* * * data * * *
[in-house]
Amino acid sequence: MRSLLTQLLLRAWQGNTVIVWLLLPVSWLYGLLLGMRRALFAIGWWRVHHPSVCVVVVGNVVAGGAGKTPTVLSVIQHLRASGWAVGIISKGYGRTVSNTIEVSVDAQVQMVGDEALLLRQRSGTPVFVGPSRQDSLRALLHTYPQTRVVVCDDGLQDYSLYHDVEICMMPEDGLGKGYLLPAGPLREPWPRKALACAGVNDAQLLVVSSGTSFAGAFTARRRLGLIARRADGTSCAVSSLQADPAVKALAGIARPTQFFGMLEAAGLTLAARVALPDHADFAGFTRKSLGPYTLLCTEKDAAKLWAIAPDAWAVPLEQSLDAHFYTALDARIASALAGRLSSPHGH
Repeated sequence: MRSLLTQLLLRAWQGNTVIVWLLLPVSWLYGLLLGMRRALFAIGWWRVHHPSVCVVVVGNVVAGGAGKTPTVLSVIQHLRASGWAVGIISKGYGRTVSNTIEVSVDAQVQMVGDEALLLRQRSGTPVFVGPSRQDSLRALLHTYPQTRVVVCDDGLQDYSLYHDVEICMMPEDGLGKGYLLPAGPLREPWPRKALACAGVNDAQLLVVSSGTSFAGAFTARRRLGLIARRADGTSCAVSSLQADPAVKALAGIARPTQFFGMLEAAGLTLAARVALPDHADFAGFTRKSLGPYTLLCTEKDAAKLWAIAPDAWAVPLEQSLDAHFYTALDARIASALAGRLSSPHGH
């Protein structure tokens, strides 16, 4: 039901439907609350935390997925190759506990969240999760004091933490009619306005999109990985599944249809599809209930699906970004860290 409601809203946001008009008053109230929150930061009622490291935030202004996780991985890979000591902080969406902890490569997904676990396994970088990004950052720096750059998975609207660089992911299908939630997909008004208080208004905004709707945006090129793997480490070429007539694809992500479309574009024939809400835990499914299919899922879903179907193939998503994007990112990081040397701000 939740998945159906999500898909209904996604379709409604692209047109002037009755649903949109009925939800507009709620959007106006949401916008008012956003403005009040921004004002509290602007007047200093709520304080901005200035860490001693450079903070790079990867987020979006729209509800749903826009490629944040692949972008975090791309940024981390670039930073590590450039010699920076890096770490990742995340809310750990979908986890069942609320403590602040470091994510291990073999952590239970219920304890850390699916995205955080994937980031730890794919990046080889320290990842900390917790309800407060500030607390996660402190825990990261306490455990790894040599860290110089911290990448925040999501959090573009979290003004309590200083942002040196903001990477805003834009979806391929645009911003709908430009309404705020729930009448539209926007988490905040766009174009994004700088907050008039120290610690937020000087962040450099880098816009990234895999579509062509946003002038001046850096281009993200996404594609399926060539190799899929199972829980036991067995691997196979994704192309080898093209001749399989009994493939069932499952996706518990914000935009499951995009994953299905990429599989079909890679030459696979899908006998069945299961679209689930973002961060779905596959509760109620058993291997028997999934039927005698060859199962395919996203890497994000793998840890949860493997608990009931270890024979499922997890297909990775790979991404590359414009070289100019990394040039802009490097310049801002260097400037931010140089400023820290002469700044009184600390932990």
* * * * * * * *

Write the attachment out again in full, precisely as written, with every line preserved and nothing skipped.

[in-house]
Amino acid sequence: MRSLLTQLLLRAWQGNTVIVWLLLPVSWLYGLLLGMRRALFAIGWWRVHHPSVCVVVVGNVVAGGAGKTPTVLSVIQHLRASGWAVGIISKGYGRTVSNTIEVSVDAQVQMVGDEALLLRQRSGTPVFVGPSRQDSLRALLHTYPQTRVVVCDDGLQDYSLYHDVEICMMPEDGLGKGYLLPAGPLREPWPRKALACAGVNDAQLLVVSSGTSFAGAFTARRRLGLIARRADGTSCAVSSLQADPAVKALAGIARPTQFFGMLEAAGLTLAARVALPDHADFAGFTRKSLGPYTLLCTEKDAAKLWAIAPDAWAVPLEQSLDAHFYTALDARIASALAGRLSSPHGH
Repeated sequence: MRSLLTQLLLRAWQGNTVIVWLLLPVSWLYGLLLGMRRALFAIGWWRVHHPSVCVVVVGNVVAGGAGKTPTVLSVIQHLRASGWAVGIISKGYGRTVSNTIEVSVDAQVQMVGDEALLLRQRSGTPVFVGPSRQDSLRALLHTYPQTRVVVCDDGLQDYSLYHDVEICMMPEDGLGKGYLLPAGPLREPWPRKALACAGVNDAQLLVVSSGTSFAGAFTARRRLGLIARRADGTSCAVSSLQADPAVKALAGIARPTQFFGMLEAAGLTLAARVALPDHADFAGFTRKSLGPYTLLCTEKDAAKLWAIAPDAWAVPLEQSLDAHFYTALDARIASALAGRLSSPHGH
């Protein structure tokens, strides 16, 4: 039901439907609350935390997925190759506990969240999760004091933490009619306005999109990985599944249809599809209930699906970004860290 409601809203946001008009008053109230929150930061009622490291935030202004996780991985890979000591902080969406902890490569997904676990396994970088990004950052720096750059998975609207660089992911299908939630997909008004208080208004905004709707945006090129793997480490070429007539694809992500479309574009024939809400835990499914299919899922879903179907193939998503994007990112990081040397701000 939740998945159906999500898909209904996604379709409604692209047109002037009755649903949109009925939800507009709620959007106006949401916008008012956003403005009040921004004002509290602007007047200093709520304080901005200035860490001693450079903070790079990867987020979006729209509800749903826009490629944040692949972008975090791309940024981390670039930073590590450039010699920076890096770490990742995340809310750990979908986890069942609320403590602040470091994510291990073999952590239970219920304890850390699916995205955080994937980031730890794919990046080889320290990842900390917790309800407060500030607390996660402190825990990261306490455990790894040599860290110089911290990448925040999501959090573009979290003004309590200083942002040196903001990477805003834009979806391929645009911003709908430009309404705020729930009448539209926007988490905040766009174009994004700088907050008039120290610690937020000087962040450099880098816009990234895999579509062509946003002038001046850096281009993200996404594609399926060539190799899929199972829980036991067995691997196979994704192309080898093209001749399989009994493939069932499952996706518990914000935009499951995009994953299905990429599989079909890679030459696979899908006998069945299961679209689930973002961060779905596959509760109620058993291997028997999934039927005698060859199962395919996203890497994000793998840890949860493997608990009931270890024979499922997890297909990775790979991404590359414009070289100019990394040039802009490097310049801002260097400037931010140089400023820290002469700044009184600390932990």